Showing posts from June, 2012

Shifting Perspectives

We came here zinged on a big city's pulse, sleep deprived by bright lights and street noises and man's ingenuity. High. But the Alps--larger than London by so many metric tons--gives us the sense of coming down.

The moment we arrive in Grindelwald, Switzerland, village of expensive winter coats and sloped farmer's fields, of cascading waterfalls and white glacial rivers, of a chorus of wildflowers I have neither seen nor heard before, we let some bit of stress go. The steps we ascend, constantly, are slow going and measured, paced with our shallow breaths. The long hikes we attempt result in weary, spent bodies, sometimes bruised. And at night we devour plates of food--thin soups and hearty breads, strange salads and thick cuts of meat--until the only thing left in our psyches is sleep. As we climb up to bed, the open windows let in the lullabye of jangling cow bells and somewhere rushing water. For a few minutes, we watch as the light fades, the Mettenberg and the Eiger …

Places and People and Things and Ideas

It has been ten years since I was first in Europe. A third of my life away. It was Paris then and it is London now. It was ingenue then and it is teacher now. It was a world and a lifetime ago, and I feel all those rotations of the earth in my body, in all the stories I have lived and told since then. Life moves quickly. Paris at twenty was a dusky sweep of January street lights, of bridge painters, long afternoon hours spent in cafes with glasses of wine and pages of my journal. I had arrived there among other students, but knowing no one. I cherished my solo walks down back streets, my eager and bumbling exchanges with shopkeepers in my best French, a language I knew only by the vocabulary post-it notes I had used to wallpaper my dorm room. I sat in the Luxembourg Gardens on mornings crisp enough to reveal one's breath, and I dipped a baguette into jam and watched the birds brave my presence for the crumbs. I read Gertude Stein and Eliot and Lowell and Hem. I thought, I know wha…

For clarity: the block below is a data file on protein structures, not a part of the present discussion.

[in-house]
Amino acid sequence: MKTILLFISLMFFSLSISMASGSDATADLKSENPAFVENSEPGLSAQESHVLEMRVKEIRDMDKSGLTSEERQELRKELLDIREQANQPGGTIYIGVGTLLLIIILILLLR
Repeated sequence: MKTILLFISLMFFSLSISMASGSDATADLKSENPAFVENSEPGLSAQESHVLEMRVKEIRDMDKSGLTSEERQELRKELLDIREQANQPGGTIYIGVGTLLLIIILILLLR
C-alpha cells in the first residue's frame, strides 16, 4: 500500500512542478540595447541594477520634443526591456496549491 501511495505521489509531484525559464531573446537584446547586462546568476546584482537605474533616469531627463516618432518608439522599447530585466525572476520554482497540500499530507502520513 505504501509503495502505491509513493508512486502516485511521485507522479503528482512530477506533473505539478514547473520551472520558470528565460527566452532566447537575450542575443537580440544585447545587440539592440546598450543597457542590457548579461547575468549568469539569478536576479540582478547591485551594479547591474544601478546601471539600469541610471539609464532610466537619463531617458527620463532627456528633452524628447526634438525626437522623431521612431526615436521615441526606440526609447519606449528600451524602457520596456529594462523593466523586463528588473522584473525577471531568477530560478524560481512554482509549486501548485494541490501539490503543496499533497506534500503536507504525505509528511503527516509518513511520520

Falling In Love

I’ve been trying to pinpoint it: the moment I knew I loved the natural world.

I’d like to say it happened while overlooking a lush Montana riverbank plump with wildflowers, an image I claim as my first memory, but I was two and a half years old then, and too young to make declarations. Years later, when I was sixteen, I glimpsed the Continental Divide stretching across the Colorado horizon and felt something come loose in me, an awe that lacked edges. But that was not the first time that feeling came, even if before I hadn’t had the language to describe it.
I could pick from memories on Lake Superior or in the Badlands or on the Mississippi, but the moment I keep coming back to is a simple one, cushioned in no impressive names, that took place in my Minnesota small town front yard. My family had just moved, and everything about our new life seemed strange and overwhelming. How does one make new friends at ten? How does one navigate the avenues of grief for a life that we’d left behind …